A desert box turtle begins crossing the highway. Having waited out the winter in hibernation, the creature has been coaxed it out of its burrow by the late-April warmth, and evidently it has business on the other side of the road. The creature is, by nature, in no hurry, and steadfastly crawls toward its goal. The rider of the motorcycle spots the reptile traversing the road, and for a few seconds it appears he is planning to run over the turtle, but at the last moment, he veers abruptly out of the way.
This is a mistake. At such high speed the rapid jerking movement interrupts the motorcycle’s gyroscopic stability and causes its rear to fishtail violently. The man fights desperately to steer his machine, and as he rides the thin edge between control and calamity, the adrenalin-soaked battle for balance feels very familiar. The motorcycle leaves the road. While this reduces the speed, it also makes any chance of control impossible as the machine bounces over the rough terrain. Separated from his bike, the rider becomes a projectile, passing through and obliterating two large yucca plants before landing in a patch of creosote bushes. He is fortunate to be alive, though he feels far from it as he lies on the ground, awash in pain.
“Fuck!” he screams. “You stupid asshole, Shane!”
Self-recrimination is nothing new for Shane, but since it is currently counterproductive, not to mention historically ineffective, he abandons the exercise and instead inventories his injuries. On top of sundry contusions and sprains, his left arm, he realizes, is broken.
With his operable hand, Shane removes his motorcycle helmet, then pulls the glove off his right hand using his teeth. Slowly, he struggles to his feet, but when he places weight on his right leg, the knee buckles and almost sends him back to the ground. He does a frantic little dance on his uninjured leg, his fractured arm dangling at his side, and manages to retain his balance.
It feels to him, from experience, that the kneecap has popped out. He looks around for his motorcycle, which is fifty yards away, lying on its side and still idling.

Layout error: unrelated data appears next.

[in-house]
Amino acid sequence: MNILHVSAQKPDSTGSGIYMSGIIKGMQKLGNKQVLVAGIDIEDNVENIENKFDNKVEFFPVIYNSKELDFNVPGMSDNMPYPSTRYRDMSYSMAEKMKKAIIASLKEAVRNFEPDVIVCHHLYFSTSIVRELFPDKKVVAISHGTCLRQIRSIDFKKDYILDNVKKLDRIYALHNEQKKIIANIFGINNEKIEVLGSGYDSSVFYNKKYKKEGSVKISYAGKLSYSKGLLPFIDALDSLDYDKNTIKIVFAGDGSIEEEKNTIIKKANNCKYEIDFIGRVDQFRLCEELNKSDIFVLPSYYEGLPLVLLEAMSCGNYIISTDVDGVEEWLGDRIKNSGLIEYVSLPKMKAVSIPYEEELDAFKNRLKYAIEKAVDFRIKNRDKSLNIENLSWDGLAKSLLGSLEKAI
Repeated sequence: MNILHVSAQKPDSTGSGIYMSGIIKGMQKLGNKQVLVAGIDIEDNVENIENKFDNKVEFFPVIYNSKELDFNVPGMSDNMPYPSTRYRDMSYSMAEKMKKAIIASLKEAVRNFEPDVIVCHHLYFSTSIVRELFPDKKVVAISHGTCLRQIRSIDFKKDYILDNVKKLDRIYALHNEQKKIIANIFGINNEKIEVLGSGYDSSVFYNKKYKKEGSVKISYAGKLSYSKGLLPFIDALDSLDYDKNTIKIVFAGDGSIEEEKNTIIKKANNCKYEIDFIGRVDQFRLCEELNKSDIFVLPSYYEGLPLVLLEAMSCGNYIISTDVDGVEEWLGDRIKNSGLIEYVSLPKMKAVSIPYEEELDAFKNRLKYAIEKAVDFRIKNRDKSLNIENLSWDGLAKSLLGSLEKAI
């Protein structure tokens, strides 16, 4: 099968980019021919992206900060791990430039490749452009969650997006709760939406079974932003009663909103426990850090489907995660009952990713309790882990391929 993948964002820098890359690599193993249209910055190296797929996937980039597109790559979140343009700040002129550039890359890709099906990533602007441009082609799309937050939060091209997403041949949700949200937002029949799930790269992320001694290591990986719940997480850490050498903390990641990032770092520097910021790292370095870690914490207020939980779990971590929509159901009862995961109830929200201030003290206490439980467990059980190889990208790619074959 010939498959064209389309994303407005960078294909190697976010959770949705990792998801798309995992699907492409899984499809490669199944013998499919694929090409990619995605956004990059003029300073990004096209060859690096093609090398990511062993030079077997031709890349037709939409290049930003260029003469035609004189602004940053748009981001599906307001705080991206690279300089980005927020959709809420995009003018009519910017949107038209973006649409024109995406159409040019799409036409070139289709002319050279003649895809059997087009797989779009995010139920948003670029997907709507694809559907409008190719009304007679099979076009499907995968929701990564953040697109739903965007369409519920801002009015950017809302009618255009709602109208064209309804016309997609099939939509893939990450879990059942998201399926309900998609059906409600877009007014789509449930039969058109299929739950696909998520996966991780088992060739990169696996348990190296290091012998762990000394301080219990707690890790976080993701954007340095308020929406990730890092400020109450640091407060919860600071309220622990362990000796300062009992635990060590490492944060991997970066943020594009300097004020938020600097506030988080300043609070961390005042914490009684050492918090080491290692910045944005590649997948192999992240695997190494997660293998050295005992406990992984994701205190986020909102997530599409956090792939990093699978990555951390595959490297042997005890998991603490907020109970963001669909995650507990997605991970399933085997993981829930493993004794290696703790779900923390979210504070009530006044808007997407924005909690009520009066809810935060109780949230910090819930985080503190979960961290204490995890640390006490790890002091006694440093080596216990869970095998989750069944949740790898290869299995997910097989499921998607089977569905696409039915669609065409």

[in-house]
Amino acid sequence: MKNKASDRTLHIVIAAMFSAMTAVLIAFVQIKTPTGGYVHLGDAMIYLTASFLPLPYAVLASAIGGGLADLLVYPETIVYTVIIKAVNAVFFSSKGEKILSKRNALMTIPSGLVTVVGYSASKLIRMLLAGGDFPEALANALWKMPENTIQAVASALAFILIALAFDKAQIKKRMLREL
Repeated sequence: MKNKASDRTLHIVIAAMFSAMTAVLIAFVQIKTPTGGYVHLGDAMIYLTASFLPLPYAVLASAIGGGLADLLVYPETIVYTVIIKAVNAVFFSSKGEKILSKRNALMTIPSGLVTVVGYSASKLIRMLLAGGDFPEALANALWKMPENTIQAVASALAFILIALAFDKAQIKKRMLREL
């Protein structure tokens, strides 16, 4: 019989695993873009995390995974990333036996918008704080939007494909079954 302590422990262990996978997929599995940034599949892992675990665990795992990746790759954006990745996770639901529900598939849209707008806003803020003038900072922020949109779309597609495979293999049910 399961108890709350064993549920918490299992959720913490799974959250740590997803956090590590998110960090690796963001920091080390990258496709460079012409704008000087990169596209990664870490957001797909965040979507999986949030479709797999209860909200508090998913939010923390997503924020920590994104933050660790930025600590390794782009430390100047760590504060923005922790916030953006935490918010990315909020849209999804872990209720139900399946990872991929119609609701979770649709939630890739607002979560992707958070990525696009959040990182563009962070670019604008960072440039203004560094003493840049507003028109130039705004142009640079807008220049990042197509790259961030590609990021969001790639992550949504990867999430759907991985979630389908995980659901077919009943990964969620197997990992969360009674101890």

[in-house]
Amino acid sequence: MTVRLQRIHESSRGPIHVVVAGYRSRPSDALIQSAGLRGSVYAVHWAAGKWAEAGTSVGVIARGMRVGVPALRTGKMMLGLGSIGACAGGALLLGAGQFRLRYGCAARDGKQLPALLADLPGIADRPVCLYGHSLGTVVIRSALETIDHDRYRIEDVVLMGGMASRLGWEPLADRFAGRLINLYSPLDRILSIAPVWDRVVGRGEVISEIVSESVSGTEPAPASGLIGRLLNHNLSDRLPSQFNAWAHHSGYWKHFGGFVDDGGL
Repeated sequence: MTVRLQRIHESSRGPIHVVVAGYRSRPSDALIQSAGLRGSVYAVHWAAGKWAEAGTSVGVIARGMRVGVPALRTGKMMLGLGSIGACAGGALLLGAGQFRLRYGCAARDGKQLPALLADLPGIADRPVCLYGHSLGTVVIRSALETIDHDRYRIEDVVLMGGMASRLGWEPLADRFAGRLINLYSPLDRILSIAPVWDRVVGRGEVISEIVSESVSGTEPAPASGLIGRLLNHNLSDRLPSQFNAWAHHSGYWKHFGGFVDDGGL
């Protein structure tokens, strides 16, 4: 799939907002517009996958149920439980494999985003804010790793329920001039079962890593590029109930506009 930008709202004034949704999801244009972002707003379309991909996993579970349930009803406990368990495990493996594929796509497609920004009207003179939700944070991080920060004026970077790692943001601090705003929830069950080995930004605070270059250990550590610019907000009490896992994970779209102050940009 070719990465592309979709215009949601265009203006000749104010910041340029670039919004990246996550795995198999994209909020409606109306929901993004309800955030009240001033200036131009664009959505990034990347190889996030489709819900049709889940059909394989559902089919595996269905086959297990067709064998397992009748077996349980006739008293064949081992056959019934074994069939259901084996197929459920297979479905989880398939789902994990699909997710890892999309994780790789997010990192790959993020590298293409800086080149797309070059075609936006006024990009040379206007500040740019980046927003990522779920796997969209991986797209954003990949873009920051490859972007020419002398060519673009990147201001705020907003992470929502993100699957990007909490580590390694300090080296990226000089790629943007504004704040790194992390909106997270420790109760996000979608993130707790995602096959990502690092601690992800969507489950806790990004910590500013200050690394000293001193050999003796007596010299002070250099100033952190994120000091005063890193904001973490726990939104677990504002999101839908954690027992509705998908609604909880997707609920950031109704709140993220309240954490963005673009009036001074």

“This ought to be fun,” he mutters, and hops toward the machine. He is halfway there when his foot catches on something in the soft soil, and he trips. He twists in mid-air to ensure he doesn’t land on his broken arm, and with practised expertise keeps his head forward, allowing his back and shoulders to absorb the impact.
As he lies there, summoning up the energy to rise again, he notices there are now three buzzards circling overhead, gliding in and out of the sun’s glare. The scavengers’ presence actually causes him to laugh.
“How about that. Just like in the movies.” Not much of one for reading, Shane loves cinema — especially old Westerns — having devoured film after film during the extensive travel involved in his past profession.
He watches the lazy aerial display until its significance hits home, then he rolls over and struggles to stand up again. By now glistening with perspiration, he manages to hop over to the motorcycle without losing his balance this time.
Despite his injuries, his first priority is to turn off the idling engine and examine his bike. He’s obviously not in any condition to try to right the motorcycle and ride it, but he loves the Ducati nevertheless and regrets any damage it has sustained. He ascertains that, in fact, the motorcycle has fared far better in the accident than he has. Relieved, he turns his attention to the saddlebags.